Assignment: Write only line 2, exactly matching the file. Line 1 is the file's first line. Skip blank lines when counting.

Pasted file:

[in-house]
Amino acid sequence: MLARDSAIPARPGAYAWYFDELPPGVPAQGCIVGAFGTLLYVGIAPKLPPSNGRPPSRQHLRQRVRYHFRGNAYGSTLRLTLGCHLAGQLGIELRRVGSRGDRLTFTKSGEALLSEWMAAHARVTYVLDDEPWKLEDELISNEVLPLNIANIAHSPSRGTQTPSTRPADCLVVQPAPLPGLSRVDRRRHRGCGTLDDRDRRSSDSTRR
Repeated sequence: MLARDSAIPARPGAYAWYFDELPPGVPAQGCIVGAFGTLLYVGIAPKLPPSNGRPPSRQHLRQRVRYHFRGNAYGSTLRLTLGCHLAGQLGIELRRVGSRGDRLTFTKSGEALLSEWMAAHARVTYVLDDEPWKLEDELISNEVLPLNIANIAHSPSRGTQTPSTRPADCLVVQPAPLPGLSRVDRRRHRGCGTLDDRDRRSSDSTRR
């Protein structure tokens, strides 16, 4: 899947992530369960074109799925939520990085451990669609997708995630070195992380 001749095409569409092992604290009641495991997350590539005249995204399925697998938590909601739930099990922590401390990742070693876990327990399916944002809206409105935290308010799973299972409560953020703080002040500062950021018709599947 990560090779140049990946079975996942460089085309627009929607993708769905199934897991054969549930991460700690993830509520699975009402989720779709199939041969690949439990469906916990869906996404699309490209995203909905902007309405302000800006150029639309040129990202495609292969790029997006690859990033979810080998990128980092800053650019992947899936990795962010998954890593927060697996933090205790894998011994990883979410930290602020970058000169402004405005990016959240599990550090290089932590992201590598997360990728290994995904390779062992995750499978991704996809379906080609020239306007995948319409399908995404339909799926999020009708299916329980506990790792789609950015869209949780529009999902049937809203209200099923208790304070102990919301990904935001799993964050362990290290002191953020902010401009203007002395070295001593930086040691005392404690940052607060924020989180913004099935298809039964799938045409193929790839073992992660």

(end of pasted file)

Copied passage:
Amino acid sequence: MLARDSAIPARPGAYAWYFDELPPGVPAQGCIVGAFGTLLYVGIAPKLPPSNGRPPSRQHLRQRVRYHFRGNAYGSTLRLTLGCHLAGQLGIELRRVGSRGDRLTFTKSGEALLSEWMAAHARVTYVLDDEPWKLEDELISNEVLPLNIANIAHSPSRGTQTPSTRPADCLVVQPAPLPGLSRVDRRRHRGCGTLDDRDRRSSDSTRR